There should not be any excuse for letting a drop of good wine go to waste!
We all love a good bottle of wine! Youâ€™ve just had dinner with your significant other, and the half-finished bottle of wine remains on the table. Itâ€™s late, and you both have work in the morning, so youâ€™re not thrilled with the idea of polishing it off right away.
But itâ€™s a good wine, and cost a lot more than the bargain bin selections at the local wine shop. So how to ensure that the aroma, taste and character of the wine remain consistent for days â€“ or even weeks â€“ after opening?
There are several options these days to keep your wine fresh after itâ€™s first opened, from high-tech preservation systems to simple tricks. â€œIf youâ€™ll be finishing the bottle in a day or two, simply re-cork it and refrigerate it and youâ€™re good to go. In fact, aerating wine can actually improve the flavor after a couple of days.â€
But if youâ€™d rather save the remaining wine for weekend entertaining or beyond, here are a few things to know:
Re-pressurizing the bottle is a must. There are several ways to do this. Manual pumps that stick through the cork like a syringe will suck out the oxygen and create a vacuum inside the bottle â€“ necessary to stop oxidation. Simply pump until you feel significant resistance, and youâ€™re done.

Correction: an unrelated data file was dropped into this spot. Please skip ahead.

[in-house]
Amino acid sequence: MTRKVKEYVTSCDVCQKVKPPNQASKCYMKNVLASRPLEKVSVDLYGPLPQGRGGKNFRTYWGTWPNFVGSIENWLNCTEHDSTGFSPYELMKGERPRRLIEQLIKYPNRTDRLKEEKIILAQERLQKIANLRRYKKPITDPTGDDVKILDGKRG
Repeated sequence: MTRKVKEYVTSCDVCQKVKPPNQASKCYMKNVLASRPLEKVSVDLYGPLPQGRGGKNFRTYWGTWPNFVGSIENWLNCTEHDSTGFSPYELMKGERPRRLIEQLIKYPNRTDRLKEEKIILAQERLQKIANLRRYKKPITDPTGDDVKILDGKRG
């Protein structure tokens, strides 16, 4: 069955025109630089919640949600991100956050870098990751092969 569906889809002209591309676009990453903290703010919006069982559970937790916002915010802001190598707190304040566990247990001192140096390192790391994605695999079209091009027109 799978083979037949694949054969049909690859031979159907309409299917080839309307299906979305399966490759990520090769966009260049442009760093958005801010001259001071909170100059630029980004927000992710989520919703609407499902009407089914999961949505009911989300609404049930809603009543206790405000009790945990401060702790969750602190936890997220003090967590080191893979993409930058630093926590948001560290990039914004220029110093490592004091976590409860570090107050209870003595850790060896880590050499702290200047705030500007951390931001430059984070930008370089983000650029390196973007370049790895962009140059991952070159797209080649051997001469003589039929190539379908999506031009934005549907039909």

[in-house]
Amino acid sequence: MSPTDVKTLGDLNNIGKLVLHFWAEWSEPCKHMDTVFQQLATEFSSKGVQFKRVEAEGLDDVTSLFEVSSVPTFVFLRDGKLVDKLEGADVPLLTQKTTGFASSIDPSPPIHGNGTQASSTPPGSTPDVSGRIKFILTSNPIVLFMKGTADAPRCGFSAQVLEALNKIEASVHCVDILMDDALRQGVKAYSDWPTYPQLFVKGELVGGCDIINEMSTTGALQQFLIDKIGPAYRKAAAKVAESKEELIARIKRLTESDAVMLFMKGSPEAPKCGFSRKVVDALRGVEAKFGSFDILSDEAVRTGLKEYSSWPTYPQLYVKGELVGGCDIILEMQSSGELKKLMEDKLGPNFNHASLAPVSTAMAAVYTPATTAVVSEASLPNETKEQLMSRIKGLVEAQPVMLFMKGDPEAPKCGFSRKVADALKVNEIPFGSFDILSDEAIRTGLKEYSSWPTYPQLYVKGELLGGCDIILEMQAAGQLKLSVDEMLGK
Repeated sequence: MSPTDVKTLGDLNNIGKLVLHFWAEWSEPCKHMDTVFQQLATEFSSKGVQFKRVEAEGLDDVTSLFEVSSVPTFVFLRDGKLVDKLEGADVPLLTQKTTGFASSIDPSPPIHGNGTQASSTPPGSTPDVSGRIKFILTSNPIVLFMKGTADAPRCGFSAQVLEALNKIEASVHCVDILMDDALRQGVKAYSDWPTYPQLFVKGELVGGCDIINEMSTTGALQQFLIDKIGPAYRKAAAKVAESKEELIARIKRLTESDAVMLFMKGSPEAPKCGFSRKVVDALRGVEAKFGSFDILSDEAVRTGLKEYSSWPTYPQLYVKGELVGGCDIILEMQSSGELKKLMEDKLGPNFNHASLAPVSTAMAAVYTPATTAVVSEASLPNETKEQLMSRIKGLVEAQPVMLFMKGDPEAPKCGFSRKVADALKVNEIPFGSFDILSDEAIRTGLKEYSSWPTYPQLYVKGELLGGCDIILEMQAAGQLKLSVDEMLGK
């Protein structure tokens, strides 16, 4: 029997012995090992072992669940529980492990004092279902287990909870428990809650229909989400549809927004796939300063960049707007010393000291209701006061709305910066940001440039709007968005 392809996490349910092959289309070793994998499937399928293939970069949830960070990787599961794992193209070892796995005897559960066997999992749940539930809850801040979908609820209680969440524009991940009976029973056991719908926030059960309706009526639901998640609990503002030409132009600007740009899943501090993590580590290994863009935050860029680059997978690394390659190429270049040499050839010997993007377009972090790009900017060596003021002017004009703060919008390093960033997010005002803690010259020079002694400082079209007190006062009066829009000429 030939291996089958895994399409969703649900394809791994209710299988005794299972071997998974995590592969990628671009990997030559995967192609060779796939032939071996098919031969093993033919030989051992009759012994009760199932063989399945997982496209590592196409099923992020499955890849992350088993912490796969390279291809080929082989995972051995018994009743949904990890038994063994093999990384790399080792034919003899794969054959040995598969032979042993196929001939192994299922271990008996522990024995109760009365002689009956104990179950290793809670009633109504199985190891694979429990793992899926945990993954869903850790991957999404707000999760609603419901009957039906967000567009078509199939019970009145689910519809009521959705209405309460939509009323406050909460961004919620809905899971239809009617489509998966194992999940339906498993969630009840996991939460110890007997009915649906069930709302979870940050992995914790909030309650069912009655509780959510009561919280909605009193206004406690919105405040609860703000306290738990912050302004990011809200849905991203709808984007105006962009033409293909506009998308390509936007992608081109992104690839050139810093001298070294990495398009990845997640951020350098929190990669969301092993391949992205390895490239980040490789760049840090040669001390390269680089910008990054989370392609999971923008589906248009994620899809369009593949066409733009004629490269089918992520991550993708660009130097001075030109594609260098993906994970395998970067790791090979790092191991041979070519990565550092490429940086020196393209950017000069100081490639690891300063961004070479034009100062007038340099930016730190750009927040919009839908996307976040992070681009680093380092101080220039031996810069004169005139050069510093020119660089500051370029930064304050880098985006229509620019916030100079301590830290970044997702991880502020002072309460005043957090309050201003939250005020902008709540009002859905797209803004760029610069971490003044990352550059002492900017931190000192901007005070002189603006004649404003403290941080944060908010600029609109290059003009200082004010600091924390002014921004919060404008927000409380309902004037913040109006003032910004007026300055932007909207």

Automatic vacuum preservers take out the guesswork. These high-tech devices cost anywhere from $30 to $100. Just press a button, and in just a few seconds theyâ€™ll remove the excess air in the bottle before inserting a wine stopper, creating a vacuum that will preserve the bottle for as long as 14 days more than simple re-corking.
Insert a wine preservative. Just point the straw into the bottle, spray a couple of blasts and re-cork. Comprised of a safe, odorless and colorless mix of inert gasses, usually Nitrogen and Argon, these preservatives create a barrier between the wine and the air remaining in the bottle.
Go pro. A new breed of restaurant-quality wine-preserving systems are trickling down to the consumer market. These systems allow upright display, on-tap-style dispensing and Argon gas preservation of three to eight bottles, so thereâ€™s always a variety of choices on-hand and ready to serve. Wine Saver Pro offers a classy looking, chrome and black, five-bottle model for around $1,000 and a three-bottle version for $800.
These above tips were taken in conversation with a wine expert and a good friend Dan Soskin, founder of PINOT , the wine accessories superstore in Philadelphiaâ€™s historic district. A must see!
Also visit an interesting site www.indianwine.com